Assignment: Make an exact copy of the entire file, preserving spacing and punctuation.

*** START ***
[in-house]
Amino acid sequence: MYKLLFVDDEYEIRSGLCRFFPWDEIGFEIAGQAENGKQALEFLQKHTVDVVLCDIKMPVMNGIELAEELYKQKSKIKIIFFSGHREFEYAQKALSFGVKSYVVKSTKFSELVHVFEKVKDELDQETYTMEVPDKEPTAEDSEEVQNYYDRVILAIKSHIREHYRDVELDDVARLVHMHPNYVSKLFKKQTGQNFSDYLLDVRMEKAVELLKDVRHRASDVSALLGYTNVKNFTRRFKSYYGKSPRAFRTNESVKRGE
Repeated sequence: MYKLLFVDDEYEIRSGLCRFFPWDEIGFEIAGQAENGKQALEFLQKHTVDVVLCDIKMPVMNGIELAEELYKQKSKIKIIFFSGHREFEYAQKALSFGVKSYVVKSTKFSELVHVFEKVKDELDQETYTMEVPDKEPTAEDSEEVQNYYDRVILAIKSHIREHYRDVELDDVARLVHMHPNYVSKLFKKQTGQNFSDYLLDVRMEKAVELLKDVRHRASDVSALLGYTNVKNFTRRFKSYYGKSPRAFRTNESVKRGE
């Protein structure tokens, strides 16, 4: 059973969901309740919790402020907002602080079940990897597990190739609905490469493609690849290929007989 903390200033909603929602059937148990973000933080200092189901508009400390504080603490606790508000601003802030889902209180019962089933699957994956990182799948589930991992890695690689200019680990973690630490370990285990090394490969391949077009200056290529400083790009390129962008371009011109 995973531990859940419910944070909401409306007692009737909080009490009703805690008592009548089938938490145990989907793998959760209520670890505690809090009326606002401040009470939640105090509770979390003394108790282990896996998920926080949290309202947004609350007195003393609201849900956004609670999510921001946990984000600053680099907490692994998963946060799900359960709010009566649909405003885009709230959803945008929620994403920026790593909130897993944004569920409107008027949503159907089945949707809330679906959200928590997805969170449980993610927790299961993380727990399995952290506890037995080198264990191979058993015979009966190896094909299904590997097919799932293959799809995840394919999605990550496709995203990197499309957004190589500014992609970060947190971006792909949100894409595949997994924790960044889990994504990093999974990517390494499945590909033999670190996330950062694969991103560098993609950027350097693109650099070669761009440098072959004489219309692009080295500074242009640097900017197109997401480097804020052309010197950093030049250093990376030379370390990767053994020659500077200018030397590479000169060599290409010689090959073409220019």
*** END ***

[in-house]
Amino acid sequence: MYKLLFVDDEYEIRSGLCRFFPWDEIGFEIAGQAENGKQALEFLQKHTVDVVLCDIKMPVMNGIELAEELYKQKSKIKIIFFSGHREFEYAQKALSFGVKSYVVKSTKFSELVHVFEKVKDELDQETYTMEVPDKEPTAEDSEEVQNYYDRVILAIKSHIREHYRDVELDDVARLVHMHPNYVSKLFKKQTGQNFSDYLLDVRMEKAVELLKDVRHRASDVSALLGYTNVKNFTRRFKSYYGKSPRAFRTNESVKRGE
Repeated sequence: MYKLLFVDDEYEIRSGLCRFFPWDEIGFEIAGQAENGKQALEFLQKHTVDVVLCDIKMPVMNGIELAEELYKQKSKIKIIFFSGHREFEYAQKALSFGVKSYVVKSTKFSELVHVFEKVKDELDQETYTMEVPDKEPTAEDSEEVQNYYDRVILAIKSHIREHYRDVELDDVARLVHMHPNYVSKLFKKQTGQNFSDYLLDVRMEKAVELLKDVRHRASDVSALLGYTNVKNFTRRFKSYYGKSPRAFRTNESVKRGE
């Protein structure tokens, strides 16, 4: 059973969901309740919790402020907002602080079940990897597990190739609905490469493609690849290929007989 903390200033909603929602059937148990973000933080200092189901508009400390504080603490606790508000601003802030889902209180019962089933699957994956990182799948589930991992890695690689200019680990973690630490370990285990090394490969391949077009200056290529400083790009390129962008371009011109 995973531990859940419910944070909401409306007692009737909080009490009703805690008592009548089938938490145990989907793998959760209520670890505690809090009326606002401040009470939640105090509770979390003394108790282990896996998920926080949290309202947004609350007195003393609201849900956004609670999510921001946990984000600053680099907490692994998963946060799900359960709010009566649909405003885009709230959803945008929620994403920026790593909130897993944004569920409107008027949503159907089945949707809330679906959200928590997805969170449980993610927790299961993380727990399995952290506890037995080198264990191979058993015979009966190896094909299904590997097919799932293959799809995840394919999605990550496709995203990197499309957004190589500014992609970060947190971006792909949100894409595949997994924790960044889990994504990093999974990517390494499945590909033999670190996330950062694969991103560098993609950027350097693109650099070669761009440098072959004489219309692009080295500074242009640097900017197109997401480097804020052309010197950093030049250093990376030379370390990767053994020659500077200018030397590479000169060599290409010689090959073409220019």